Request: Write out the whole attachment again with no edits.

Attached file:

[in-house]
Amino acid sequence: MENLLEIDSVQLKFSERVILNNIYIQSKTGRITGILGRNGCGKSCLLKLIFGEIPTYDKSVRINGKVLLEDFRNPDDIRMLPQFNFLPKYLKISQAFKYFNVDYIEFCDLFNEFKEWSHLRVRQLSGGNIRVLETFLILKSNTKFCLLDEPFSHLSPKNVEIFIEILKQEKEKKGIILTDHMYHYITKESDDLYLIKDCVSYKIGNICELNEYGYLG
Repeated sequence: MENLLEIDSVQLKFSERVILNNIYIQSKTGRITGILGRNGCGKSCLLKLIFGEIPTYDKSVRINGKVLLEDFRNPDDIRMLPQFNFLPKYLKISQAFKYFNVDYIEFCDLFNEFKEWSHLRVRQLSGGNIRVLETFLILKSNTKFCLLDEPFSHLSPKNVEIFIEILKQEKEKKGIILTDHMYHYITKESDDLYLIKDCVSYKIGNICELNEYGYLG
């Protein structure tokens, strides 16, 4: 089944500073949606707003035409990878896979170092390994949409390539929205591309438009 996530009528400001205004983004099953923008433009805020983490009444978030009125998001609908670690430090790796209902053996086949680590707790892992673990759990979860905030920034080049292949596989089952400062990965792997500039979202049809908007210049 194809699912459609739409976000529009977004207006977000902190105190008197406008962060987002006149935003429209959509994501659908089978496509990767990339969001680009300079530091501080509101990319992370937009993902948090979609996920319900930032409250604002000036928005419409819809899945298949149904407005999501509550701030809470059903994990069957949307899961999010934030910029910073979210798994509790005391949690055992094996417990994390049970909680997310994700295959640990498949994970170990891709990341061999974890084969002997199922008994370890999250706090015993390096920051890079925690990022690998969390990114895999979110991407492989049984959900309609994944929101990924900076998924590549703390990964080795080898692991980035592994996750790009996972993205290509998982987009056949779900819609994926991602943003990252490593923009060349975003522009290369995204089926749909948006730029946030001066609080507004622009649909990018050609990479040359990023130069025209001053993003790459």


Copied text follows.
[in-house]
Amino acid sequence: MENLLEIDSVQLKFSERVILNNIYIQSKTGRITGILGRNGCGKSCLLKLIFGEIPTYDKSVRINGKVLLEDFRNPDDIRMLPQFNFLPKYLKISQAFKYFNVDYIEFCDLFNEFKEWSHLRVRQLSGGNIRVLETFLILKSNTKFCLLDEPFSHLSPKNVEIFIEILKQEKEKKGIILTDHMYHYITKESDDLYLIKDCVSYKIGNICELNEYGYLG
Repeated sequence: MENLLEIDSVQLKFSERVILNNIYIQSKTGRITGILGRNGCGKSCLLKLIFGEIPTYDKSVRINGKVLLEDFRNPDDIRMLPQFNFLPKYLKISQAFKYFNVDYIEFCDLFNEFKEWSHLRVRQLSGGNIRVLETFLILKSNTKFCLLDEPFSHLSPKNVEIFIEILKQEKEKKGIILTDHMYHYITKESDDLYLIKDCVSYKIGNICELNEYGYLG
């Protein structure tokens, strides 16, 4: 089944500073949606707003035409990878896979170092390994949409390539929205591309438009 996530009528400001205004983004099953923008433009805020983490009444978030009125998001609908670690430090790796209902053996086949680590707790892992673990759990979860905030920034080049292949596989089952400062990965792997500039979202049809908007210049 194809699912459609739409976000529009977004207006977000902190105190008197406008962060987002006149935003429209959509994501659908089978496509990767990339969001680009300079530091501080509101990319992370937009993902948090979609996920319900930032409250604002000036928005419409819809899945298949149904407005999501509550701030809470059903994990069957949307899961999010934030910029910073979210798994509790005391949690055992094996417990994390049970909680997310994700295959640990498949994970170990891709990341061999974890084969002997199922008994370890999250706090015993390096920051890079925690990022690998969390990114895999979110991407492989049984959900309609994944929101990924900076998924590549703390990964080795080898692991980035592994996750790009996972993205290509998982987009056949779900819609994926991602943003990252490593923009060349975003522009290369995204089926749909948006730029946030001066609080507004622009649909990018050609990479040359990023130069025209001053993003790459």